his actions. You do not have to tell him not to stand here or go yonder. He will find his ‘proper place’ and will stay in it.”

    Those words aptly describe the miseducation most white Americans receive regarding their “proper place” in the fight for a racially just world.

  5. I mistakenly posted this under the entry for June 26, but now see that that is written by a guest writer, so I'll leave it again here.

    The attitudes Macon shares with us from his journal of twenty years ago, to be honest, shock me. I'm not sure how to comment on these genocidal fantasies, or Macon's present-day insistence that such visions of mass African death were a product of his "white training," except to say I'm disturbed to think that he is content to leave it at that. I don't think other critics of this blog have it quite right when they say that Macon's problem is that he hates himself or his whiteness. I think, rather, that Macon has had to confront in himself some extreme and violent responses to racial others. For that he should be commended, I suppose. But in relocating those fantasies of racial extinction on the plane of more generally-held attitudes amongst "white folks," he imagine those attitudes as the result of "training" rather than a decision he once formulated himself.

  6. Sandykin -

    Your comment seems to speak to the concept of individuality that whiteness teaches. Instead of seeing that he is recognizing what non-whites have been trying to get whites to see for eons, you're attributing his former lack of empathy to an individual genocidal fantasy. Sadly, it is not individual. Especially when it comes to the continent of Africa, many public comments have been made about not 'wasting' US money on 'those' people. Especially when it came to the topic of AIDS.

  7. Kandee,

    I'll confess that I'm unclear on you mean by "what non-whites have been trying to get whites to see for eons." Of course I agree that more people than just Macon have entertained such atrocious visions of mass death for people of African decent. But this in no way relieves such people of responsibility for their attitudes, and the proof of that is that there are whites who think in very different ways.

    What I'm saying is this: Macon has informed readers of this blog that at one time he fantasized that generations of Africans would be allowed to starve to death. He now renounces these fantasies, but does not appear to believe he actively formulated them. Instead he is gesturing--vaguely--toward "white training" as the real perpetrator.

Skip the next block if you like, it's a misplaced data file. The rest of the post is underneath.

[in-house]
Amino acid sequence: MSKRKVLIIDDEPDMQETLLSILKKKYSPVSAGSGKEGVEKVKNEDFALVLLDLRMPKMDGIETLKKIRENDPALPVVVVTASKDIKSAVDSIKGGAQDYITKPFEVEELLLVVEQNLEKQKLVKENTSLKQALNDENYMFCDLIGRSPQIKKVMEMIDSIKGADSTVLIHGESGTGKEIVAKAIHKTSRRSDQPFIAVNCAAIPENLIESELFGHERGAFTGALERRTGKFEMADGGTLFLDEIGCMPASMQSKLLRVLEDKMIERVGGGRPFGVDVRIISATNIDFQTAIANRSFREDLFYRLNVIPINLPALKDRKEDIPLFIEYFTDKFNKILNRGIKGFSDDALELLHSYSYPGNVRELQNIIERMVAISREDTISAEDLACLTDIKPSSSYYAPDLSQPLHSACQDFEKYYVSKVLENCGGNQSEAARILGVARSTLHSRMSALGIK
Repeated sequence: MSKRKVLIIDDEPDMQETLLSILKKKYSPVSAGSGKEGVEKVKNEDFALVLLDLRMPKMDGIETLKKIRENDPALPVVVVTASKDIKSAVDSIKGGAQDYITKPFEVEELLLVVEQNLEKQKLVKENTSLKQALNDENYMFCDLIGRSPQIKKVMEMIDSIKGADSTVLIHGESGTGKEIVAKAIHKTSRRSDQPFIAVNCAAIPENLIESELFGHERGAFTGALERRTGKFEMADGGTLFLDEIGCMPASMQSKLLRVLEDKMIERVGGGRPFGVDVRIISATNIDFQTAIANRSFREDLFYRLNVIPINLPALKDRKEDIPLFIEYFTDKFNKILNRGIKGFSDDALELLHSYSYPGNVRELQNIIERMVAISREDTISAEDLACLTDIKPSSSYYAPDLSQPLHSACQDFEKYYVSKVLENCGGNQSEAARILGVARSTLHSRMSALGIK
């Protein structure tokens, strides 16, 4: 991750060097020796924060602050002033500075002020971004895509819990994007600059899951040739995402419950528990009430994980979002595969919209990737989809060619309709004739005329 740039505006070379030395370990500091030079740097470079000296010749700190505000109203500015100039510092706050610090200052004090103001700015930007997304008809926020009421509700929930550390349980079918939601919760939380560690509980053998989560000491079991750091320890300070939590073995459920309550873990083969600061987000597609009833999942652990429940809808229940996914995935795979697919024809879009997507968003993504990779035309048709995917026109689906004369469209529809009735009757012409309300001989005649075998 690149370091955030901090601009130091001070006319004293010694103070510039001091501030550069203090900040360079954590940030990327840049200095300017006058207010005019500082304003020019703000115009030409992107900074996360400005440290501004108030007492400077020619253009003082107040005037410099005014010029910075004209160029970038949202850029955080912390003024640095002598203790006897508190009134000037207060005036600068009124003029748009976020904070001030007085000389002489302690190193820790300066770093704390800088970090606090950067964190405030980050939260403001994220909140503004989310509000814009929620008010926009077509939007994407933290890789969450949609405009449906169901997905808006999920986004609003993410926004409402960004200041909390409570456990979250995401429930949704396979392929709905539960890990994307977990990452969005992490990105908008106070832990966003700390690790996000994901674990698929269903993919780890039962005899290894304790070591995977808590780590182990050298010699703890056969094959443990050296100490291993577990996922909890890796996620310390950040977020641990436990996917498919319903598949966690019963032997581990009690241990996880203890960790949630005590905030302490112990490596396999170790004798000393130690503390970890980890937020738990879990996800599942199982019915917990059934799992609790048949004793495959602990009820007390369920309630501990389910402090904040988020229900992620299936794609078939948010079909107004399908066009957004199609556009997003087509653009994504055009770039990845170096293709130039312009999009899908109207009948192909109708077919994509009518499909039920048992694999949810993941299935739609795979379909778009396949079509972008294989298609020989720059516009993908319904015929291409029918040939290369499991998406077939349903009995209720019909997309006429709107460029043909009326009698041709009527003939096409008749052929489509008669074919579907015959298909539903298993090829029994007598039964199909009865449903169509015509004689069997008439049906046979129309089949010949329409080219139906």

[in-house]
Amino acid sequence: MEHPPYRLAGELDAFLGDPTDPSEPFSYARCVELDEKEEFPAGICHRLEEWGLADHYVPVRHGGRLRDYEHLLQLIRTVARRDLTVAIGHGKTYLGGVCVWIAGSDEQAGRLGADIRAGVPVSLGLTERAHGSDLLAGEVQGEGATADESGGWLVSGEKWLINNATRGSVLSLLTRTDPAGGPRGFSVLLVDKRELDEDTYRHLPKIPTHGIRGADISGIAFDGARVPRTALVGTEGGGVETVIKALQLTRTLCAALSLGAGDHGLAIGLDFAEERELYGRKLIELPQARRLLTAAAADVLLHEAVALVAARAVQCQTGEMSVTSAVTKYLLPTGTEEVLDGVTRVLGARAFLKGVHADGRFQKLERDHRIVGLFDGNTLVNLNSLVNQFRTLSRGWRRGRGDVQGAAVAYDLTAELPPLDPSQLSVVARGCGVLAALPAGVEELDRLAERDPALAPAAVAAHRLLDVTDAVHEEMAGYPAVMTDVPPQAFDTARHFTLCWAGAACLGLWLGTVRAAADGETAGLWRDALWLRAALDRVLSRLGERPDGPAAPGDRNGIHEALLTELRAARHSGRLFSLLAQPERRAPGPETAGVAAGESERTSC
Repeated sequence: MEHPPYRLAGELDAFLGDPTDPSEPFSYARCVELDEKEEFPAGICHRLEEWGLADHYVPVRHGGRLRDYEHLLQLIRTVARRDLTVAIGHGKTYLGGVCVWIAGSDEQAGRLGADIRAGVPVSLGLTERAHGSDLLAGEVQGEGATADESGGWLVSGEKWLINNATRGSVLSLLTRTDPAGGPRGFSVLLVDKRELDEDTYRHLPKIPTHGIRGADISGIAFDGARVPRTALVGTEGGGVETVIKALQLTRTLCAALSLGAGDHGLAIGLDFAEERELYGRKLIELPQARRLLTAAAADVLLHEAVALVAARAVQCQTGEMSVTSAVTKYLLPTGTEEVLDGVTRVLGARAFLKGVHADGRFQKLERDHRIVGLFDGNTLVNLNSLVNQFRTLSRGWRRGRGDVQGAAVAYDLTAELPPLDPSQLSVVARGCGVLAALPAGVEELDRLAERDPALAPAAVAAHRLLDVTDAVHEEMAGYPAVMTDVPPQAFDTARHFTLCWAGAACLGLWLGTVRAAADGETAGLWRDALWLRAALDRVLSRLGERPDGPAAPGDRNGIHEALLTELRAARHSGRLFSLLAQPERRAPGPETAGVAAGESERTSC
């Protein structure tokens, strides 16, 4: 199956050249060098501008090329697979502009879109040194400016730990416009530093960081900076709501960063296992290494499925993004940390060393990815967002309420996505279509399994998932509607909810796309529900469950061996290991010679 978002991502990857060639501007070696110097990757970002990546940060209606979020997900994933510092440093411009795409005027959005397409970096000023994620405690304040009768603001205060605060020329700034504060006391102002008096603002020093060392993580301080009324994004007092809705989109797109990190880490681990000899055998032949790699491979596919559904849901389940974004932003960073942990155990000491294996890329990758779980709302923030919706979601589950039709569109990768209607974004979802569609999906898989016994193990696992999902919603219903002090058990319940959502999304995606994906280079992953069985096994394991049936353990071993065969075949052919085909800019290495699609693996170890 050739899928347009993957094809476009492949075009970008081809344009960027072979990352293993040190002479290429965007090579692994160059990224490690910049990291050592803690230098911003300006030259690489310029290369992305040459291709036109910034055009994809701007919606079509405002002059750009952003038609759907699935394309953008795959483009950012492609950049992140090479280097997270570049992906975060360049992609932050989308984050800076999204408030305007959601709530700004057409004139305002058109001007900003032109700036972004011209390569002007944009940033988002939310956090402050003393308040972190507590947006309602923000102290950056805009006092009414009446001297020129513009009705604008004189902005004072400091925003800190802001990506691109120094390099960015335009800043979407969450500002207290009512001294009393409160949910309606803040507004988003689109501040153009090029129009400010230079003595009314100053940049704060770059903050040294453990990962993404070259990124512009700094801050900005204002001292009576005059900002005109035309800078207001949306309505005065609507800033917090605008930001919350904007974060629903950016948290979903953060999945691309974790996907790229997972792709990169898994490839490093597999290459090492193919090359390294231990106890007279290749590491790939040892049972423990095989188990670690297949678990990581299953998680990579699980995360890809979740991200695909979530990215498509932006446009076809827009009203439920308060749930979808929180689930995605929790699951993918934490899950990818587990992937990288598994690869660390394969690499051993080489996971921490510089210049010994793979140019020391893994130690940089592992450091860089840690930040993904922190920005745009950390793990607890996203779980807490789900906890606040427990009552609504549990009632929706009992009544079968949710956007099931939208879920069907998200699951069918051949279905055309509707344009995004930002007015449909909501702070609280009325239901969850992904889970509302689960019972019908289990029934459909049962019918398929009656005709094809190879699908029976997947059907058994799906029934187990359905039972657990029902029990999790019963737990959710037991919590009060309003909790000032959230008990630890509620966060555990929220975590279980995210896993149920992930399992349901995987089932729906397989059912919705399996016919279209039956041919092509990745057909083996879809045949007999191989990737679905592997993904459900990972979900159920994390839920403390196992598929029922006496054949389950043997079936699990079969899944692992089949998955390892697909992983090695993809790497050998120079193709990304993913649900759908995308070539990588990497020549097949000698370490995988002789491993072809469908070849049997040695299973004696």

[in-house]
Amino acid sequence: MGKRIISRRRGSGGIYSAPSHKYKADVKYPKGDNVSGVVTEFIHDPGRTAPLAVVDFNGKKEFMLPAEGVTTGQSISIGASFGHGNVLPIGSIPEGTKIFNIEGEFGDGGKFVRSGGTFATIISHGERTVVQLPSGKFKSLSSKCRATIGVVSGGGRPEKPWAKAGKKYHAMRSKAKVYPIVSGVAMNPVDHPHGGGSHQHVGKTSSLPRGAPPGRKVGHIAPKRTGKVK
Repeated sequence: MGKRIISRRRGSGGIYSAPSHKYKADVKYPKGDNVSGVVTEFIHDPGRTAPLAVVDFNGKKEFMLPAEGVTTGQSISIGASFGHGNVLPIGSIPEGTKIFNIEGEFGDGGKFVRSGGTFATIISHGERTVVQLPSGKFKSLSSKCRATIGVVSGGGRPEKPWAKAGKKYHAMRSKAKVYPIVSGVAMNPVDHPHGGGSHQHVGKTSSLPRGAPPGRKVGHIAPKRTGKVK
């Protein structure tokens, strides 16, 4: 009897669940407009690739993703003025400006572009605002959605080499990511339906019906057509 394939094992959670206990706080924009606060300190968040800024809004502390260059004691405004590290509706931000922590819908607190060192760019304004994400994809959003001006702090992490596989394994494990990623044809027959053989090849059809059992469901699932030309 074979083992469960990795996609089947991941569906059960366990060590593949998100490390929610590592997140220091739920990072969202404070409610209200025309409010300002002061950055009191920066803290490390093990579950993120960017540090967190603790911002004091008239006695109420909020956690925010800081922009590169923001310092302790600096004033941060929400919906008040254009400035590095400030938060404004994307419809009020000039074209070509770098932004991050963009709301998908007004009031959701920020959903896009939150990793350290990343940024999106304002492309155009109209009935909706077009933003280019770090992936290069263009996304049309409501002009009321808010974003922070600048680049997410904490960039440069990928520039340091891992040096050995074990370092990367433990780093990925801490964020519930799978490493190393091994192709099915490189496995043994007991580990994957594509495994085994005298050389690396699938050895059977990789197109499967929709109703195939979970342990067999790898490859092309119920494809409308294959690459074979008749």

I honestly worry that Macon's elaboration of this theme allows him to avoid the kind of serious searching--and responsibility-taking--that will allow him to honestly stop desiring such atrocious things. (I say this even as I'm glad for his honesty.) There are gaping holes in his perspective (I won't even touch the assertion that "white folks" as a category excludes working-class and poor whites!) that to me indicate a house of cards here.

  8. Sandykin, what are you saying about that house of cards? That when it comes crashing down, I'll be revealed as, what? A person who doesn't "take responsibility" for his "genocidal fantasies"?

    Let's get some things straight here. I didn't, and do not now, sit around and fantasize about in a desiring way the deaths of masses of non-white people. As a young person who wasn't even out negotiating the world as an adult yet, and who was still figuring out the world and how it apparently worked, I had unarticulated thoughts and feelings about the starvation I'd been hearing about (only from television and newspapers--certainly no one I knew cared enough about the issue to even talk to anyone else about it, let alone do anything about it). So I wrote down those feelings and thoughts and tried to sort through them. Some of the thoughts were horrible, and what I'm NOW trying to do is figure out where they came from, whether they were really valid, which ones weren't, and so on.

    I don't need to figure out how "to honestly stop desiring such atrocious things" because I never "desired" them, and I don't desire them now.

    To me, that's already taking a lot more responsibility for those horrible thoughts and feelings than the many other people I knew (and now know) who've also had them. And I think I'm taking further responsibility now by writing about the self I was then, and wondering how he'd become so callous in regards to African suffering.

    And to be clear, again, as with the earlier post on another former "me" who traveled to Indonesia, I think I've changed--I don't (and never did) have genocidal fantasies. But I did have trouble, and perhaps still do to a lesser degree, empathizing with darker people in distant lands brought to me via the further distancing mechanism of a television. As with others who suffer from the atrophied empathetic capacities that the post is an effort to examine, other forces in my environment also caused it--as one of the footnotes says, whiteness is just one such force, the one I'm especially trying to deal with here.